Smart Wife’s Perfect Yorkshire pudding recipePosted by Fiona Nevile in Vegetables and Sides | 82 comments
We now have an even better recipe for Yorkshire puddings – these are crisp and keep their shape.
Years ago Smart Wife taught me how to make perfect Yorkshire puddings. I often ruined the joint but our individual Yorkshire puds were perfect every time. Rising like a miniature Tower Of Pisa army, they happily deflected attention away from the teeth challenging meat.
On Sunday, Danny suddenly gets serious at around six o’clock and puts on his King Of Roasts mantle. If he is cooking beef I am invited to be his Queen Of Yorkshire Puds.
There are three key tips:
1. Make individual puds – I use an individual cake/bun/mince pie tray- they rise far higher and tend to keep their shape better than one big baking tray.
2. Make sure that the oil in the pans is smoking before you add the batter.
3. Only use plain white flour.
This Sunday I used a bread making flour – white with the goodness of added grains. Big mistake!
Rather than the usual five inch high puds we got the three inch hovels that you can see in the photo. They flattened as I waved a camera at them. They tasted fine but didn’t have so much hanger appeal.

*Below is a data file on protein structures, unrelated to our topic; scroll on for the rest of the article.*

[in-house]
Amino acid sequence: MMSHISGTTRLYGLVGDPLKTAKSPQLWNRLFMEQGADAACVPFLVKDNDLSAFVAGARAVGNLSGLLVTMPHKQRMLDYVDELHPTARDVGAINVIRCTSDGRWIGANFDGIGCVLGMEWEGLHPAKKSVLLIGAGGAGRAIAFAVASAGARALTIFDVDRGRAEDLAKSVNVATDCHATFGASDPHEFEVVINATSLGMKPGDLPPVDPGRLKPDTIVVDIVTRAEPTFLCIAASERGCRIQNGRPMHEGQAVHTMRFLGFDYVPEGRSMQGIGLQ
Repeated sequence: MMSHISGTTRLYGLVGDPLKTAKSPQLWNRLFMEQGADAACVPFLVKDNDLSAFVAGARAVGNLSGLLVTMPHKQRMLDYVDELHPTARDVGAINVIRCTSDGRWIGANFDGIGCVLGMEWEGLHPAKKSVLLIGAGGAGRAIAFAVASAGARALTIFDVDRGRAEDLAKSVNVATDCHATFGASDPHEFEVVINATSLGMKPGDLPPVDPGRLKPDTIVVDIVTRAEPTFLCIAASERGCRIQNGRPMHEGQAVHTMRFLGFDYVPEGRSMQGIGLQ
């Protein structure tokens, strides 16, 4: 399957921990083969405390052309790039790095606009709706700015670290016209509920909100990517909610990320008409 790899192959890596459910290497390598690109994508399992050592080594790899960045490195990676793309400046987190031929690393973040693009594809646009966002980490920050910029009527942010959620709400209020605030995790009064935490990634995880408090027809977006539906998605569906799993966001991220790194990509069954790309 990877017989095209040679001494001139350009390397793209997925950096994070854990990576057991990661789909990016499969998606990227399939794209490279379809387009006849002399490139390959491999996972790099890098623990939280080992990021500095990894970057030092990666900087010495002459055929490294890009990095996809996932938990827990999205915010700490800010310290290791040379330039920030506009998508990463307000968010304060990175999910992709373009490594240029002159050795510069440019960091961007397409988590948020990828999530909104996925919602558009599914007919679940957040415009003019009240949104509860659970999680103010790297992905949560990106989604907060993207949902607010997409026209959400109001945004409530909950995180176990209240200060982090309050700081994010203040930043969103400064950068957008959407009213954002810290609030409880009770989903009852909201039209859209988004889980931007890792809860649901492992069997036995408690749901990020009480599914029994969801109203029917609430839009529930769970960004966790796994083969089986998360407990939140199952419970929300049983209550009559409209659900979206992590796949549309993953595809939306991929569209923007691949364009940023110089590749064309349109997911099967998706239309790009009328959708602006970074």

N.B. December 2 2007: I have experimented with this recipe and had great results using a heavier dish.
Smart Wife’s Perfect Yorkshire pudding recipe feeds 4 or 2 greedy people like D and me – they’re great cold with a slice of ham for breakfast)
|Smart Wife’s Perfect Yorkshire pudding recipe||
- 110g of plain white flour
- 2 medium eggs
- 300ml of chilled milk (we use semi skimmed and I think that Smart Wife probably used full cream)
- 2-3 tablespoonfuls of olive oil/ beef dripping/rape seed oil
- Large pinch of salt
- Sift the plain flour into a bowl. Add the salt.
- Make a well in the centre and break in the two eggs. Gently whisk the eggs into the flour and gradually add the milk. I now use my stick blender to do this and it gives a much better result. Ideally, return the mixture to the fridge in a jug for half an hour to chill. If you don’t have time for that the puds will be fine, just won’t rise quite as much.
- Put a little oil (about 0.5 tsp) in eight wells in the cake tin and put on the top shelf of a preheated oven 220c (200c fan) for ten minutes.
- Quickly whisk your batter and pour onto the hot, smoking oil in the wells in the cake tin. The oil should bubble up around the batter. Speed counts.
- Bake at the top of the oven for 20 minutes, turning the tray around after ten minutes.
- Time the puds to be ready when the joint is just about to be carved so you will serve them at their crispest and best.
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